In the face of a sandstone cliff is a large alcove – a sort of half-cave. It has a semicircular, level floor of loose sand, widest at the cliff face. The sandstone walls of the rock shelter’s interior rise vertically from the floor, then arch overhead to form a natural amphitheater. This sheltered space sits well above a stream running in the narrow, wooded valley below, at the top of a ramp of sandy soil and loose sandstone blocks.
Dimensions The cliff is 50 feet (15 m) high, and the shelter sits 20 feet (6 m) above the valley floor. The alcove floor is 30 feet (10 m) wide at the cliff front, and extends about 20 feet (6 m) inward. The arched ceiling reaches more than 20 feet (6 m) in height. Smaller rock shelters in other places nearby range from a quarter of this size on up.
The rock walls are moist, with seeping water in some places. On warm days the interior of the rock shelter will feel cool. In winter there may be films of sandy ice on the walls, which can be pulled off by hand.
The sandstone here is soft – you can carve a message in it with a knife. Some graffiti appearing on the wall is an obvious sign of that.
A very thin outer surface layer of the rock walls is even softer – in fact, it is slowly disintegrating. Individual grains of sand are slowly coming loose and falling to the ground. If someone leaves an object on the ground in the rock shelter, and comes back in weeks or years, they will find a thin sand coating, or even a thick sand cap, on top of it. The disintegration will erase any message cut into the rock face in a few years, so whatever is found on the wall will be fairly recent.
This arched space is a natural amphitheater. Words spoken in the front center of the floor, below the lip of the overhanging roof, are amplified back to the speaker and carry clearly to all parts of the room and valley opposite. Sounds made near the back and side walls not carrying so far. In daytime the center place is also more brightly lighted than other parts of the shelter, due to a break in foliage just above.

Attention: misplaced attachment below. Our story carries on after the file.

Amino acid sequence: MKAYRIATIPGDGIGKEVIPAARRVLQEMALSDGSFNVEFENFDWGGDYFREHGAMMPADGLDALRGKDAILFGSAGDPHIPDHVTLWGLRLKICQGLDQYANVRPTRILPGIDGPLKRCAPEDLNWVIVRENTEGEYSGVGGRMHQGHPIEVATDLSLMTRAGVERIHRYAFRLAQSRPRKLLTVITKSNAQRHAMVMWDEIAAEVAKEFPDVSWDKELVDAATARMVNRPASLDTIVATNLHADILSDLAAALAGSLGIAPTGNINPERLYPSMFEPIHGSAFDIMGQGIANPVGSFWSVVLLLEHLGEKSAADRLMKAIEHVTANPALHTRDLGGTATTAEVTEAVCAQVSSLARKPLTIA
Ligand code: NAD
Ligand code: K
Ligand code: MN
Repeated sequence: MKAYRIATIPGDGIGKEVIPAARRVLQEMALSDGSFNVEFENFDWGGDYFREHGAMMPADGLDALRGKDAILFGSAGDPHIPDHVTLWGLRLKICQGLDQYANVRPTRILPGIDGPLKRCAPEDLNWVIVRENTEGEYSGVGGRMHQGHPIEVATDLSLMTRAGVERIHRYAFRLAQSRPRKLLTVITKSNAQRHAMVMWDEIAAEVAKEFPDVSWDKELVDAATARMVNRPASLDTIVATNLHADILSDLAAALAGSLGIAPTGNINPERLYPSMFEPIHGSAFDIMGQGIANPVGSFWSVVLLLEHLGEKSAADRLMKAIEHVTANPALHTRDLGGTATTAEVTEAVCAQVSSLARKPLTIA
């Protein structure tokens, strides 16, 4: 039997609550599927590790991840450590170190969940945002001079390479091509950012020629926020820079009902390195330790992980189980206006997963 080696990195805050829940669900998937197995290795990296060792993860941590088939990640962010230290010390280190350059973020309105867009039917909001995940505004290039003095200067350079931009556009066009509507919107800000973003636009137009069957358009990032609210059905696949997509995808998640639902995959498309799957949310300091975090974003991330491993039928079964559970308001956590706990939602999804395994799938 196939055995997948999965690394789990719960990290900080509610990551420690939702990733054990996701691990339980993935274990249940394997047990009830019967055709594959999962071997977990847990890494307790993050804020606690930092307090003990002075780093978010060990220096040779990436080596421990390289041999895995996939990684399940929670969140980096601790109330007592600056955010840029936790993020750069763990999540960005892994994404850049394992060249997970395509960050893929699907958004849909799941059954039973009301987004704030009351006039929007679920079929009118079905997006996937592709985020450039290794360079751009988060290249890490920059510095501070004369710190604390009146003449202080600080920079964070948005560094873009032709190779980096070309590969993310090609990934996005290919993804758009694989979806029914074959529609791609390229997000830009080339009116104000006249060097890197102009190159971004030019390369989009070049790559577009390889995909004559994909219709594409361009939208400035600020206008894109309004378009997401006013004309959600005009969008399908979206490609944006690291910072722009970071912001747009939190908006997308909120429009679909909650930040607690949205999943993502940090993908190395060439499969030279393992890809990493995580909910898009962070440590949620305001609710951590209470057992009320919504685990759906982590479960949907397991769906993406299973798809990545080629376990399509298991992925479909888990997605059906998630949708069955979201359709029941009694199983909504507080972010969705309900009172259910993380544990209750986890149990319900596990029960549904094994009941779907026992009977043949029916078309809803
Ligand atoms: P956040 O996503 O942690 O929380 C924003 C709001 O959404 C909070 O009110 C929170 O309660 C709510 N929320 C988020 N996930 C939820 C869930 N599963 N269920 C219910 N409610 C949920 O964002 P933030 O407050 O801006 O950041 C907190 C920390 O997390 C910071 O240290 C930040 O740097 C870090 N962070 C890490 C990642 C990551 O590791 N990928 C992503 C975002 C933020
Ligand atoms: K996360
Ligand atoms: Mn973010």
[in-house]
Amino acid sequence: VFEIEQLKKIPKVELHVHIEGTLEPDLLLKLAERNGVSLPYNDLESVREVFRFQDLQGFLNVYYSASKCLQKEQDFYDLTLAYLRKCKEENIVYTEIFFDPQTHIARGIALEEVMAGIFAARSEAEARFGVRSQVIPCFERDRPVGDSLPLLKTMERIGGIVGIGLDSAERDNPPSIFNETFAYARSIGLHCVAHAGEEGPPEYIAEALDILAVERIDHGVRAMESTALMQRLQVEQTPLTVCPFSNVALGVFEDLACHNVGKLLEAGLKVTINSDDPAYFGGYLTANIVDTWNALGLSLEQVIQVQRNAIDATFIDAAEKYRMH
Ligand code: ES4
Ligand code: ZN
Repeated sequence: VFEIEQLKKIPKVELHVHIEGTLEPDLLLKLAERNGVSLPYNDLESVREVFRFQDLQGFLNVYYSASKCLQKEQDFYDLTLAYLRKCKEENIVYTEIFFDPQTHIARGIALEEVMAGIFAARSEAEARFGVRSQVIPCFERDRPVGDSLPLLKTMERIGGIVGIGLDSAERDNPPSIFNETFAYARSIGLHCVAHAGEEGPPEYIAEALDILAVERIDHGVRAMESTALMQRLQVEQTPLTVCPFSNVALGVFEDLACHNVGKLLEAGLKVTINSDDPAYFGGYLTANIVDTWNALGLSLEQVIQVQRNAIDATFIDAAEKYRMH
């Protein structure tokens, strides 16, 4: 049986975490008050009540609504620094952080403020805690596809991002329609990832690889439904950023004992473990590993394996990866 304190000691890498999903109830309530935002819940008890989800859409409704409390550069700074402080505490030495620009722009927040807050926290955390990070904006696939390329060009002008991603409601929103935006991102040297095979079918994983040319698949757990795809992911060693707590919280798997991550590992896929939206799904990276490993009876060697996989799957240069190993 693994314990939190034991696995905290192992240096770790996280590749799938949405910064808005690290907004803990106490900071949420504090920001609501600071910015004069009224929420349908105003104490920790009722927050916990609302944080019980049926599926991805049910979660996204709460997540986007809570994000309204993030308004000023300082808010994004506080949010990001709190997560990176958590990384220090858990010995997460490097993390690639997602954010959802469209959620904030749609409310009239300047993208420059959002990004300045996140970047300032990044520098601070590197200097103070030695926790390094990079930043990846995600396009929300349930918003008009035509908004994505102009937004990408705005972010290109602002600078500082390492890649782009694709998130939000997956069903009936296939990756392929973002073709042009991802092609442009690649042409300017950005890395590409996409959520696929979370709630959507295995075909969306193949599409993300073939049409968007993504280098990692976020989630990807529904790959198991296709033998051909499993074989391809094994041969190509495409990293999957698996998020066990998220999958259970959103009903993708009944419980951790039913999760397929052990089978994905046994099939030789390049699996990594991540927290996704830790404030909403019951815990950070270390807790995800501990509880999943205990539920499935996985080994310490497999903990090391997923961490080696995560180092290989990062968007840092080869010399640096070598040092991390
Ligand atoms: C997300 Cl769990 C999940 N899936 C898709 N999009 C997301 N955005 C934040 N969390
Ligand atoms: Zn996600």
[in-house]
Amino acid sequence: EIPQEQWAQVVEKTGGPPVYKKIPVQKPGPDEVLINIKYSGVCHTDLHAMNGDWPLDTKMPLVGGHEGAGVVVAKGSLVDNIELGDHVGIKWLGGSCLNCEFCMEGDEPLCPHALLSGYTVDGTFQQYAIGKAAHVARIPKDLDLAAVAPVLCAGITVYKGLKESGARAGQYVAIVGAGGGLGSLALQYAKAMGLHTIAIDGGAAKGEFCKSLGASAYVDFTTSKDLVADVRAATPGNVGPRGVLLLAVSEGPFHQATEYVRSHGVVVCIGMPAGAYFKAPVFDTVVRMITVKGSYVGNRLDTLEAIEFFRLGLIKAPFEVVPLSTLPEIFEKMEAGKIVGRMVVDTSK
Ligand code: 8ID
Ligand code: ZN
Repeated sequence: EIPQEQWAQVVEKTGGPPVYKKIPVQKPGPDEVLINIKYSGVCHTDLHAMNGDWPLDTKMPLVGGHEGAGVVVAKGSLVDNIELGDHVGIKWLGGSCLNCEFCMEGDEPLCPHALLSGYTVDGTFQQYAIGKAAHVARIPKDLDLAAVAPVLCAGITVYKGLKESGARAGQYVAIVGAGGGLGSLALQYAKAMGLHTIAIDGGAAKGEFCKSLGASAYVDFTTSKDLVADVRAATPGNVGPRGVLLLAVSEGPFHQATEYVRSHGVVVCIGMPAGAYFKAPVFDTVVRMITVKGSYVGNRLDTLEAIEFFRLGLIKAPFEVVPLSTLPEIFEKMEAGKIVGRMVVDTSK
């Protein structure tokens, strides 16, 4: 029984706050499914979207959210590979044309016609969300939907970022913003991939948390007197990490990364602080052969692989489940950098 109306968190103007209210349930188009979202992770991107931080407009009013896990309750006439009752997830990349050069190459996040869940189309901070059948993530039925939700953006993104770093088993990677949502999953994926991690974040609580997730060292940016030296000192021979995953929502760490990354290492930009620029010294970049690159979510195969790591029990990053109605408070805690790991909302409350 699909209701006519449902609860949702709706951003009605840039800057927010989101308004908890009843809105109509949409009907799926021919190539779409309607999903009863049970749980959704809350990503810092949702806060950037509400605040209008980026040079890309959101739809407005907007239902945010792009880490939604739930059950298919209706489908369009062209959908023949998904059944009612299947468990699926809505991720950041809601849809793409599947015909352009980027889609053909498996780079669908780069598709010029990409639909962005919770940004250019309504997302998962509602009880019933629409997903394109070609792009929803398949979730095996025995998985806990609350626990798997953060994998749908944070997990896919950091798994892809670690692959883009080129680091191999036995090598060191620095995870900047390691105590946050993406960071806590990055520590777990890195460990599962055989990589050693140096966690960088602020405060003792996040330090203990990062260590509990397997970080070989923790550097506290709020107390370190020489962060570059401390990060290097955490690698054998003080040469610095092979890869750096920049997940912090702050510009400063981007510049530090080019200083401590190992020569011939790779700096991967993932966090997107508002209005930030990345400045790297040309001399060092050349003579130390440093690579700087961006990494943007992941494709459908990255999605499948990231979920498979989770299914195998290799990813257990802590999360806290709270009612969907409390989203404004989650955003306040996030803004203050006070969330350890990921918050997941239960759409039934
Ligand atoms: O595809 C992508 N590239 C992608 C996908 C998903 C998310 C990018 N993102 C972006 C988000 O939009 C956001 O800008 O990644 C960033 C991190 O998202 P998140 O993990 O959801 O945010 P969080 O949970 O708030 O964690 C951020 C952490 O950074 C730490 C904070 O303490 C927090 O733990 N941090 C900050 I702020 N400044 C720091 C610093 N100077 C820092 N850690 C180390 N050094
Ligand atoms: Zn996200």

The alcove faces east. In the evening it is in deep shadow, but in the morning, when the sun breaks over nearby cliffs, intense sunlight reflects off of the alcove’s floor onto its tan sandstone walls and ceiling, bathing the site in warm light. At night, a campfire on the alcove floor will make the whole space glow.
Tall deciduous trees grow in the surrounding valley, on the ramp below the shelter, and on the ground above the cliffs. There is little brushy undergrowth on slopes, but bushes are thick near the stream. Small patches of poison ivy are common on the forest floor.
The ramp slope is fairly steep to climb, with scattered fallen logs providing further obstacles and some additional cover.
This could be an easily identifiable spot for a rendezvous. For residents of the region, it might be a place culturally set apart: a ceremonial site, a performance venue, a no-weapons spot for truce/parlay.
The shelter’s rock walls provide key places to leave or look for clues/messages. Its loose sand floor could be used in the same way for more short-term communication.
The large, level floor and partial shelter from weather makes this a good group campsite, with water available 30 yards away in the small stream running in the valley.
A talking character strolling toward center of the shelter might be surprised, embarrassed, or encouraged to hear her/his voice suddenly reverberating and amplified.
The elevated sand platform provides a fairly good vantage point for observing the valley – very good in winter and early spring, when foliage is absent.
Spies can observe the interior of the rock shelter from many locations/angles, including a vantage point on the valley’s opposite cliff, a branch up in one of the trees, or from directly above, leaning over the edge of the cliff top that thinly roofs the shelter (with aid of an anchor rope or other support).
Tree trunks on the ramp provide concealment for someone stealing upward toward the rock shelter. Otherwise, a concealed path of approach should closely hug the cliff base just to the left or right of the inset overhang.
This might be selected as a more defendable place to stave off an attack, but people with backs to the wall in this shelter also accept the disadvantages of no cover and limited direction of exit.
Tactics in hand-to-hand fighting might include tumbling moves on the soft floor, throwing sand into eyes, and pushing opponents into the rock walls.
In winter, icicles that hang from the shelter walls, and ice sheets loosely attached to them, might be broken off for use as ad hoc hand weapons or projectiles. During spring melt, fallen/falling pieces of this ice on the sand floor might complicate a fight.
Council Overhang, in Starved Rock State Park, northern Illinois.